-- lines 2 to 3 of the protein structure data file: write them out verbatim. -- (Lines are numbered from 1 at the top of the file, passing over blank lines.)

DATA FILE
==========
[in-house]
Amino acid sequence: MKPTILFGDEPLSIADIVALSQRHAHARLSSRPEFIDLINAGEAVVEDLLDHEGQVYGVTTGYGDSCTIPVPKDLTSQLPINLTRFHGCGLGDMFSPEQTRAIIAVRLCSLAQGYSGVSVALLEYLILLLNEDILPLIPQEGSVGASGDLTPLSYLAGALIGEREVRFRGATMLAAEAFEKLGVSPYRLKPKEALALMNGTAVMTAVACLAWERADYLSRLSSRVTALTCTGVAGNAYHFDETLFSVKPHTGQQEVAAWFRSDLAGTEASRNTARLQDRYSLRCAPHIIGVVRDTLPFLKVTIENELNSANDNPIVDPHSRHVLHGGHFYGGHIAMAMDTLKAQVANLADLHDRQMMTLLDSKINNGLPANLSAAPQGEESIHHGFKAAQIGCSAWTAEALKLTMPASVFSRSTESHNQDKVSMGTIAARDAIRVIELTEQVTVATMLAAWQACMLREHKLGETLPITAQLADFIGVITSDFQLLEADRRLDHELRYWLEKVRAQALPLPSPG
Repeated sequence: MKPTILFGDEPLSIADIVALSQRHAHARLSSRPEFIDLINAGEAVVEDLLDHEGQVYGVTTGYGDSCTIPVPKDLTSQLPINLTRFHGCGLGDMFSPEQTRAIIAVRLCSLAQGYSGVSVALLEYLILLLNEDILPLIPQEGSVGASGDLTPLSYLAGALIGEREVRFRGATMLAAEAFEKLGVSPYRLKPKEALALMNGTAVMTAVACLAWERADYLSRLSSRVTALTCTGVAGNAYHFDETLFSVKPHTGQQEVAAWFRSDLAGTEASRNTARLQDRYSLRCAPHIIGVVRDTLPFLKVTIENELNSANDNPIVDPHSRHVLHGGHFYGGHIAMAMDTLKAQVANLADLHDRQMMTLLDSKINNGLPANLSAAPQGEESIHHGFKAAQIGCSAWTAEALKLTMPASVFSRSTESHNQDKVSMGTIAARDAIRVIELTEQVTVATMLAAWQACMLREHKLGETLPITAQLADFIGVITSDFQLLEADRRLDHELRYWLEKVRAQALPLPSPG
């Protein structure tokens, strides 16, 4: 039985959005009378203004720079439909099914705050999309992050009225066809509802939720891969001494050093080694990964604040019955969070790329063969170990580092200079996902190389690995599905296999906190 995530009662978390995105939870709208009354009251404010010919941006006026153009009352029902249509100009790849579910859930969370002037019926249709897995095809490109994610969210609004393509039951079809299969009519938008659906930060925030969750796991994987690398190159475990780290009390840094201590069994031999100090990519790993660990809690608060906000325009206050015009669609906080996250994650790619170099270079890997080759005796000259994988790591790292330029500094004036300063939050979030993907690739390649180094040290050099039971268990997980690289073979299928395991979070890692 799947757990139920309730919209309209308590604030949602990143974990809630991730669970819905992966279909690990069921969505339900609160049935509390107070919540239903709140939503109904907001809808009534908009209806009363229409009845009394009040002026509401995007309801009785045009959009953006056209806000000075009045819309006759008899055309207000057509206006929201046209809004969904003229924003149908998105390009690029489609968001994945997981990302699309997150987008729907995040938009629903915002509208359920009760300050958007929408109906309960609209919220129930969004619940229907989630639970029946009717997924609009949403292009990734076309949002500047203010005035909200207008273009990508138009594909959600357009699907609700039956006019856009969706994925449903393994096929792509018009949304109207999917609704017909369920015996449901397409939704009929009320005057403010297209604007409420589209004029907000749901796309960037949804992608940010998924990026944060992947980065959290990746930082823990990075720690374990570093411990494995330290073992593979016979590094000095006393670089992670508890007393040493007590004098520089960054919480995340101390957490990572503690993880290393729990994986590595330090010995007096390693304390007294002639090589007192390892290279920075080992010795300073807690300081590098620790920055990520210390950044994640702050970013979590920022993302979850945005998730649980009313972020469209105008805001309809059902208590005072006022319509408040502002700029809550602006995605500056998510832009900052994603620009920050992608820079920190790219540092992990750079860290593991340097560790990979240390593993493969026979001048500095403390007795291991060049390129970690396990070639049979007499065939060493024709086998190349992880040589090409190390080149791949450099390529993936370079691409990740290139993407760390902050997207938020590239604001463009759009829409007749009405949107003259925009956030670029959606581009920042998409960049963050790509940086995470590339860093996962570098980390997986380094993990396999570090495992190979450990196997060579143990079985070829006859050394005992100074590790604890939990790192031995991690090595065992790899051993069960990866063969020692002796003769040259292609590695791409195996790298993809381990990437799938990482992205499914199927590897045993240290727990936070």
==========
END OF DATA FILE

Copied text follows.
Amino acid sequence: MKPTILFGDEPLSIADIVALSQRHAHARLSSRPEFIDLINAGEAVVEDLLDHEGQVYGVTTGYGDSCTIPVPKDLTSQLPINLTRFHGCGLGDMFSPEQTRAIIAVRLCSLAQGYSGVSVALLEYLILLLNEDILPLIPQEGSVGASGDLTPLSYLAGALIGEREVRFRGATMLAAEAFEKLGVSPYRLKPKEALALMNGTAVMTAVACLAWERADYLSRLSSRVTALTCTGVAGNAYHFDETLFSVKPHTGQQEVAAWFRSDLAGTEASRNTARLQDRYSLRCAPHIIGVVRDTLPFLKVTIENELNSANDNPIVDPHSRHVLHGGHFYGGHIAMAMDTLKAQVANLADLHDRQMMTLLDSKINNGLPANLSAAPQGEESIHHGFKAAQIGCSAWTAEALKLTMPASVFSRSTESHNQDKVSMGTIAARDAIRVIELTEQVTVATMLAAWQACMLREHKLGETLPITAQLADFIGVITSDFQLLEADRRLDHELRYWLEKVRAQALPLPSPG
Repeated sequence: MKPTILFGDEPLSIADIVALSQRHAHARLSSRPEFIDLINAGEAVVEDLLDHEGQVYGVTTGYGDSCTIPVPKDLTSQLPINLTRFHGCGLGDMFSPEQTRAIIAVRLCSLAQGYSGVSVALLEYLILLLNEDILPLIPQEGSVGASGDLTPLSYLAGALIGEREVRFRGATMLAAEAFEKLGVSPYRLKPKEALALMNGTAVMTAVACLAWERADYLSRLSSRVTALTCTGVAGNAYHFDETLFSVKPHTGQQEVAAWFRSDLAGTEASRNTARLQDRYSLRCAPHIIGVVRDTLPFLKVTIENELNSANDNPIVDPHSRHVLHGGHFYGGHIAMAMDTLKAQVANLADLHDRQMMTLLDSKINNGLPANLSAAPQGEESIHHGFKAAQIGCSAWTAEALKLTMPASVFSRSTESHNQDKVSMGTIAARDAIRVIELTEQVTVATMLAAWQACMLREHKLGETLPITAQLADFIGVITSDFQLLEADRRLDHELRYWLEKVRAQALPLPSPG